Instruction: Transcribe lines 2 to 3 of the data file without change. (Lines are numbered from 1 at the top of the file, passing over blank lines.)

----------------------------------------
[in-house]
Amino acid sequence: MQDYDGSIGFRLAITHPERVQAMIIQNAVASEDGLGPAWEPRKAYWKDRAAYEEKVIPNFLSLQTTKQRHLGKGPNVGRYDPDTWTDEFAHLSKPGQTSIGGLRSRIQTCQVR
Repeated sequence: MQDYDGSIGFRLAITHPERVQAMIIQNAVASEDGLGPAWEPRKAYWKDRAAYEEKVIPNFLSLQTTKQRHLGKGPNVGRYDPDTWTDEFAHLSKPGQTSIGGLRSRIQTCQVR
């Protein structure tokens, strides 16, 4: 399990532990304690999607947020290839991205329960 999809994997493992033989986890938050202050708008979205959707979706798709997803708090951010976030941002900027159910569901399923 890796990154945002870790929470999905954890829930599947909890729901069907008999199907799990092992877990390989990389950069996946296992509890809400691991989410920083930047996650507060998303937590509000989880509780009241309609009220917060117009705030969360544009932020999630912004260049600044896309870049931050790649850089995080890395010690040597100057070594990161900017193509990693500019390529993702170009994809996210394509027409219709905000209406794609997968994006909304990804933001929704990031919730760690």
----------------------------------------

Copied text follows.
Amino acid sequence: MQDYDGSIGFRLAITHPERVQAMIIQNAVASEDGLGPAWEPRKAYWKDRAAYEEKVIPNFLSLQTTKQRHLGKGPNVGRYDPDTWTDEFAHLSKPGQTSIGGLRSRIQTCQVR
Repeated sequence: MQDYDGSIGFRLAITHPERVQAMIIQNAVASEDGLGPAWEPRKAYWKDRAAYEEKVIPNFLSLQTTKQRHLGKGPNVGRYDPDTWTDEFAHLSKPGQTSIGGLRSRIQTCQVR